Seaweed chip brand Taokaenoi Food and Marketing PCL of Thailand debuted in the US market this week through Amazon and other online retailers under the company name Nora (a play on “nori”) and will be launching in early October at Fairway Markets in Manhattan.
The company is focused on the East and West coast to start with, but will eventually reach natural distribution, according to Minges.
Can seaweed snacks reach mainstream appeal?
Nora is looking to appeal to natural and mainstream consumers alike, according to Minges.
Seaweed snacks aren’t a brand new concept to US consumers as there are a number of retailers that carry roasted sheets of seaweed packaged in plastic trays, but the limitation is those products are largely relegated to the Asian food aisle, Minges noted.
"Roasted was America’s introduction to seaweed as a snack , we see our crispy and tempura chips with their mainstream appeal as next generation innovations to get the seaweed category to a billion," Minges said.
Nora does make a roasted seaweed snack product, but it projects that its more chip-like products will reach a broader audience wandering down the salty snacks aisle.
As such, Nora’s other non-GMO, MSG-free snack products – Spicy Tempura, Original Tempura, and Crispy Original – are intentionally packaged in bags to sit alongside other mainstream chip brands with a suggested retail price of $3.29 a bag or, depending on the retailer, two bags for $5.
“If you’re going to be a breakout success you have to get into the mainstream snack aisle,” he said.
Nora’s Tempura seaweed chips, which Minges describes as a “crossover product”, “eats like a potato chip” but with all the nutritional “street cred” to satisfy the natural shopper.
To give the product a similar crunchy snacking experience as a potato chip, the company batters and flash fries cut up sheets of seaweed in rice bran oil, which results in a curled up chip.
“The No. 1 thing I’ve learned in 32 years of snacks is taste is king: smuggled nutrition is great, real nutrition is even better, but if it doesn’t taste good, you’re wasting your time. At the end of the day, a snack is about taste – You’re choosing to replace a meal calorie with a snack calorie,” Minges said.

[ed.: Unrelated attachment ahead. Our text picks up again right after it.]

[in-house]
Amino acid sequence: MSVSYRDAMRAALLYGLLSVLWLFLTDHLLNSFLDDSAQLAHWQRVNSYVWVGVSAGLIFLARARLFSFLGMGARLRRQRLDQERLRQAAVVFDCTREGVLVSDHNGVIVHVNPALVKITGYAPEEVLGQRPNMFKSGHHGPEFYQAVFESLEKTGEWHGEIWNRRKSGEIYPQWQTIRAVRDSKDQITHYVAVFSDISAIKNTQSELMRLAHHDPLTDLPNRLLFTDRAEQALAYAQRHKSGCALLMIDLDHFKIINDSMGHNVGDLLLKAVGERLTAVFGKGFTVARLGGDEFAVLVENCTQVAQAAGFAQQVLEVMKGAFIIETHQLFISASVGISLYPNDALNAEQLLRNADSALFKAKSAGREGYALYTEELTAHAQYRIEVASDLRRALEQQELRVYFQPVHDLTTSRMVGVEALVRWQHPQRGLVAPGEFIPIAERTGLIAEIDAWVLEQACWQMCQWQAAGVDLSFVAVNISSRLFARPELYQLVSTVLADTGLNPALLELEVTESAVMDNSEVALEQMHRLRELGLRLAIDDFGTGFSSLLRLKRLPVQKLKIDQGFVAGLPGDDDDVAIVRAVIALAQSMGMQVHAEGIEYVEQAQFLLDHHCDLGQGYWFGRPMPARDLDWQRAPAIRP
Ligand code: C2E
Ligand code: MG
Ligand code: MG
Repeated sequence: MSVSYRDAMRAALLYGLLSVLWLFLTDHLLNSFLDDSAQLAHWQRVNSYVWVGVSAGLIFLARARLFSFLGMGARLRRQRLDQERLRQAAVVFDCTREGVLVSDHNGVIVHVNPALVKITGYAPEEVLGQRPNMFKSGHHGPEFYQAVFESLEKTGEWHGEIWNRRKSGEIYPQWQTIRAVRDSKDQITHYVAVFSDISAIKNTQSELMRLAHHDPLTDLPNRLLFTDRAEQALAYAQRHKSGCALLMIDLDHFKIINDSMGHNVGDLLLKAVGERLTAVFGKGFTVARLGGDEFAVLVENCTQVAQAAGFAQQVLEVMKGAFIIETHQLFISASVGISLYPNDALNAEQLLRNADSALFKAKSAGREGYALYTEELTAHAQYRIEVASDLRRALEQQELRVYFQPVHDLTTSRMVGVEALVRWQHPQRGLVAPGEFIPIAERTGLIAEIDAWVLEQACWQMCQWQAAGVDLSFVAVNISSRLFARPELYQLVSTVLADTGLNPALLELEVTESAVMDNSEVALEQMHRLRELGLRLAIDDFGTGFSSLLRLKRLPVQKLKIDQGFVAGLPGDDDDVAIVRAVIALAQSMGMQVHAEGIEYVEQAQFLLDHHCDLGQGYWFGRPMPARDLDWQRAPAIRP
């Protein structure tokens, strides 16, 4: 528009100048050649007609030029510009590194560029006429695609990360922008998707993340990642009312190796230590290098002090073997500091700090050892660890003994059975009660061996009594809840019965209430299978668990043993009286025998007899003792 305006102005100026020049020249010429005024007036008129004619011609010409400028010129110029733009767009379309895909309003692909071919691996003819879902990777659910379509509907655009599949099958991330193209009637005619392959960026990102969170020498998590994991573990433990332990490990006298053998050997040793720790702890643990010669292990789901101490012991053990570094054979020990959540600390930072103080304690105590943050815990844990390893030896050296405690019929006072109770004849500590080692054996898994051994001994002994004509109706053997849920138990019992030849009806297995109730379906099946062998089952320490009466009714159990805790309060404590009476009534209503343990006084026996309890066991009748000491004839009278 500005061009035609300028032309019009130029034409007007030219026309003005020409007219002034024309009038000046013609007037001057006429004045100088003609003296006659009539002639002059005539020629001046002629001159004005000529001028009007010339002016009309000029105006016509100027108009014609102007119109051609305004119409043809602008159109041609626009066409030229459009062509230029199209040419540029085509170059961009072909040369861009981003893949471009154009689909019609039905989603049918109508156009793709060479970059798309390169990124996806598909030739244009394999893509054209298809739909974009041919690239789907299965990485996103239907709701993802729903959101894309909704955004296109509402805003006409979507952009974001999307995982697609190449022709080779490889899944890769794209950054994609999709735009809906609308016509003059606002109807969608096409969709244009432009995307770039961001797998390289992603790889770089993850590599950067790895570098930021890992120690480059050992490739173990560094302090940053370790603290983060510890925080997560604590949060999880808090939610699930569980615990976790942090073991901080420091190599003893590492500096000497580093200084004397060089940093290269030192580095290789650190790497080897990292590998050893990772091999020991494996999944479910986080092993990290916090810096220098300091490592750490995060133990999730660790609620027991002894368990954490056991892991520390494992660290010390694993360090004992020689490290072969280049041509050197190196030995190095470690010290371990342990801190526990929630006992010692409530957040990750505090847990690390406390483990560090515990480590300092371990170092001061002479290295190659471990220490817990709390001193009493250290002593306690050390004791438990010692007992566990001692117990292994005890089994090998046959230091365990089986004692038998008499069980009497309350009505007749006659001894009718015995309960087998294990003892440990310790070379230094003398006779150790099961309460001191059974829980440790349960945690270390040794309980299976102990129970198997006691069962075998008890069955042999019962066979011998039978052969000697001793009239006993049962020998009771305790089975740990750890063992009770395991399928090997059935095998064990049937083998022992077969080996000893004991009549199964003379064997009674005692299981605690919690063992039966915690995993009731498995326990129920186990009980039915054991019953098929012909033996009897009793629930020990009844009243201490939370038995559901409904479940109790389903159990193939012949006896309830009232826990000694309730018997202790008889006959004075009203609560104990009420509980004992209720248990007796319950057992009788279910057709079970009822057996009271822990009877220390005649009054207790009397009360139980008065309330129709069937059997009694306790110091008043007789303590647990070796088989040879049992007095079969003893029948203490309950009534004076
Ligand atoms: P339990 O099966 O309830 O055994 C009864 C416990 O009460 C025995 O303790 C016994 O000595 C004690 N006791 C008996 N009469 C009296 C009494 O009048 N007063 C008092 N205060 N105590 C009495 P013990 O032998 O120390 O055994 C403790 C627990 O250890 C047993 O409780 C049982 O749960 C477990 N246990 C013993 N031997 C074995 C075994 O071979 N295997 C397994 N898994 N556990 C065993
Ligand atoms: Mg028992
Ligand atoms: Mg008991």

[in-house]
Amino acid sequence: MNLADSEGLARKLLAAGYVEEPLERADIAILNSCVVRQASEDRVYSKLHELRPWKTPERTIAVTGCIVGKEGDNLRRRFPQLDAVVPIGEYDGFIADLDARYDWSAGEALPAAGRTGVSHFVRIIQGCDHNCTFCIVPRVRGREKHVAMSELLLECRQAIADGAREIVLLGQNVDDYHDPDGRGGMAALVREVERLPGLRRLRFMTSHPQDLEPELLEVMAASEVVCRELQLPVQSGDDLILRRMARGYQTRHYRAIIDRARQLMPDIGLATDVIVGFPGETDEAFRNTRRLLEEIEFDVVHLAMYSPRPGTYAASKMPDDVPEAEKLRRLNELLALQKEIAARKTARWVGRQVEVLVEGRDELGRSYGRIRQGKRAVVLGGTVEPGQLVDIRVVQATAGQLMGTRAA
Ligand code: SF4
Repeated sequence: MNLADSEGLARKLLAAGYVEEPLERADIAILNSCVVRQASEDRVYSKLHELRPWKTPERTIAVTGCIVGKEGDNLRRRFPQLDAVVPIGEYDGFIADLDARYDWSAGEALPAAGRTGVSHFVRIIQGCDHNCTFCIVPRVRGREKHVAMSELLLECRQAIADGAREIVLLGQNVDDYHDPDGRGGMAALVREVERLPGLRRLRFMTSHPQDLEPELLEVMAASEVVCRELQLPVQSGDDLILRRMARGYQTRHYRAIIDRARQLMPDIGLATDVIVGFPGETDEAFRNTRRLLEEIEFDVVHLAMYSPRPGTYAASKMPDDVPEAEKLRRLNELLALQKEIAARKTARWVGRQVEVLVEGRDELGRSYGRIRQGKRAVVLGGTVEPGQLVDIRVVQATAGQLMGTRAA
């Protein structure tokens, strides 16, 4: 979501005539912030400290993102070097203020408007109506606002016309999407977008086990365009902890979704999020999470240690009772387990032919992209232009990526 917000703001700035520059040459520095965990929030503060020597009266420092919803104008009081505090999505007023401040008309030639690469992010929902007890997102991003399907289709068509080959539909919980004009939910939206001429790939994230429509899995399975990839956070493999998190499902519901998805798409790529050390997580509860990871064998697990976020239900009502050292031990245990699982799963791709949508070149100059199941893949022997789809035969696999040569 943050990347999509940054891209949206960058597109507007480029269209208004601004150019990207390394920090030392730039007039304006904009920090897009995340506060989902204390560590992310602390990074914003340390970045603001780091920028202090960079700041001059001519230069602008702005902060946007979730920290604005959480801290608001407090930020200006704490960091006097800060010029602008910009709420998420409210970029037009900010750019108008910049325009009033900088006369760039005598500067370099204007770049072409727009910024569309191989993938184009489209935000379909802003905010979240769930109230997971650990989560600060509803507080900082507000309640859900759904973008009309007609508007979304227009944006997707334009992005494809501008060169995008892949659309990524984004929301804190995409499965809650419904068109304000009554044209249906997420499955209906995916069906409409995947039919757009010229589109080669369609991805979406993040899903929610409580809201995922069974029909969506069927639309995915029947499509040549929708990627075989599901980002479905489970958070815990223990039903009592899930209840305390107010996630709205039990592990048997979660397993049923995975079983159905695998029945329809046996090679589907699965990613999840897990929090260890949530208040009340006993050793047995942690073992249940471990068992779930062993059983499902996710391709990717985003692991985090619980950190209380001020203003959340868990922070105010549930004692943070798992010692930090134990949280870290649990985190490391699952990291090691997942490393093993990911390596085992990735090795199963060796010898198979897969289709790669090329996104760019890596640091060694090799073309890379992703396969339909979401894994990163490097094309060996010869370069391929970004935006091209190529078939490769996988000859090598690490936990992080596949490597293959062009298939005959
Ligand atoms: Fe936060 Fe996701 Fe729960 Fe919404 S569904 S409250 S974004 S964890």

The state of snacking: ‘It’s not just about carbs anymore’
“If you think about it in an absolute macro sense, consumers are eating more, but I think the most important thing is they’re eating away from home,” Minges said.
“You’ve got this dynamic of a two-income family, many more urban consumers who tend to eat out of home, and that really feeds into the impulse nature of snack and beverage.”
Minges, who spent 32 years with PepsiCo launching the Frito and Lay’s brands throughout the Asia Pacific market, said that salty snacks in particular are a universal impulse purchase.
“Why salty vs. sweet? It’s satiation, clear and simple. You could eat a 100g of potato chips in a single sitting, try and eat 100g of cookies, it’s just different,” Minges explained.
The $12bn salty snacks category has consistently registered growth (5% CAGR over the last five years) as many are seen as an “acceptable indulgence,” according to Mintel.
According to Minges, the desire to reach for something salty will not fade, but what is changing are the types of salty snacks.
“You’re starting to see more proteins become salty snacks, it’s not just about carbs anymore,” he said.
“You take something that’s a commodity, originally carbs, increasingly proteins and other bases, through processing you add value, and you make it taste amazing, and the ones that get taste right are the ones that win.”
Want to hear more about Tim Minges' snack knowledge? Tune into our LIVE, FREE-TO-ATTEND Snacking Trends Webinar on Wednesday, Sept. 26th. We will end with a Q&A from the audience where you can quiz Tim and the other panelists on what's next in the snacking market.